During the pre-trial conference, plaintiffs-appellants presented a Deed of Sale with Power of Repurchase, dated September 4, 1959, executed by the heirs of Miguel Perido, Sr., in favor of plaintiff-appellant Cecilio Ortega, covering a parcel of coconut land, redeemable within five (5) years and indefinitely until such time that the vendors would be able to redeem the property, as Exhibit 'A'; an agreement, dated August 7, 1962, between the heirs of Miguel Perido, Sr., and plaintiff-appellant Cecilio Ortega, whereby the former mortgaged the two lots in favor of the latter for a period of two (2) years from the date of the instrument, as Exhibit 'B'; a document captioned 'Self-Adjudication with Deed of Absolute Sale of Real Property', dated September 7, 1965, executed by Miguel Perido, Jr., and Fabian Perido in favor of plaintiffs-appellants Cecilio Ortega and Adelita V. Ortega, covering the two parcels of land, as Exhibit 'C'; Transfer Certificate of Title No. T-1108, as Exhibit 'D'; and a joint affidavit of Miguel Perido, Jr., Fabian Perido and Espiritu A. Vda. de Perido, certifying, ratifying and confirming that the parcels of land are exclusively owned by Dominador Agripa Tan, in the concept of owner, free from any lien and encumbrances, as Exhibit 'F'.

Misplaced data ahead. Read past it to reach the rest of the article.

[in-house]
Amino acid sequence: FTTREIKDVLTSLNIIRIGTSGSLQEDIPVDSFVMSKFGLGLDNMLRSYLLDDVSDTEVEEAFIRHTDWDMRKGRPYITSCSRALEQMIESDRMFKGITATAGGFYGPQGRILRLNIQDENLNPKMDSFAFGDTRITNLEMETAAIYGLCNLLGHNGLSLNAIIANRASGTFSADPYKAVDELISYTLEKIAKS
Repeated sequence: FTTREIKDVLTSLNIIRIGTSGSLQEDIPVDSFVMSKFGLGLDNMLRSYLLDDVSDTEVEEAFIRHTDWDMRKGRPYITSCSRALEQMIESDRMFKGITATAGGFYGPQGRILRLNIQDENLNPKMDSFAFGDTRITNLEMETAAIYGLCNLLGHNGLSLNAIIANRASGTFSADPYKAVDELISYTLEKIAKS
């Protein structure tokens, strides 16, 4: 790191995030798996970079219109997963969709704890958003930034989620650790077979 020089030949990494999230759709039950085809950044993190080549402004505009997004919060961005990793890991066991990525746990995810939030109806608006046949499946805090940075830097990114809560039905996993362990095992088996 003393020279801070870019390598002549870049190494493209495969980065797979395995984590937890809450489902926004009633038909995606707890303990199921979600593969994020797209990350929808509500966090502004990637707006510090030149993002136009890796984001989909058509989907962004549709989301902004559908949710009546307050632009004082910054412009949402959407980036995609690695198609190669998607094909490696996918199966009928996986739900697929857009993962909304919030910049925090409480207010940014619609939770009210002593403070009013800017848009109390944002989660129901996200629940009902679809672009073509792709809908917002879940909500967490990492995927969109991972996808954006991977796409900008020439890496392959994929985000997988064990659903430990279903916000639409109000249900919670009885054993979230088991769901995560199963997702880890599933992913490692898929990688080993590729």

"Defendants-appellees presented no evidence and merely relied on their answer and supplemental answer to the complaint of plaintiffs-appellants." (Rollo, pp. 83-85).
On January 29, 1971, the decision appealed from was rendered by the lower court which states:
"As the situation is, the Court is of the view that while the present action instituted by plaintiffs cannot prosper for they themselves have no rights of ownership and possession over the homestead lots involved, the Republic of the Philippines may, instead, institute an action against defendants and even plaintiffs herein for the reversion of said lots to the state: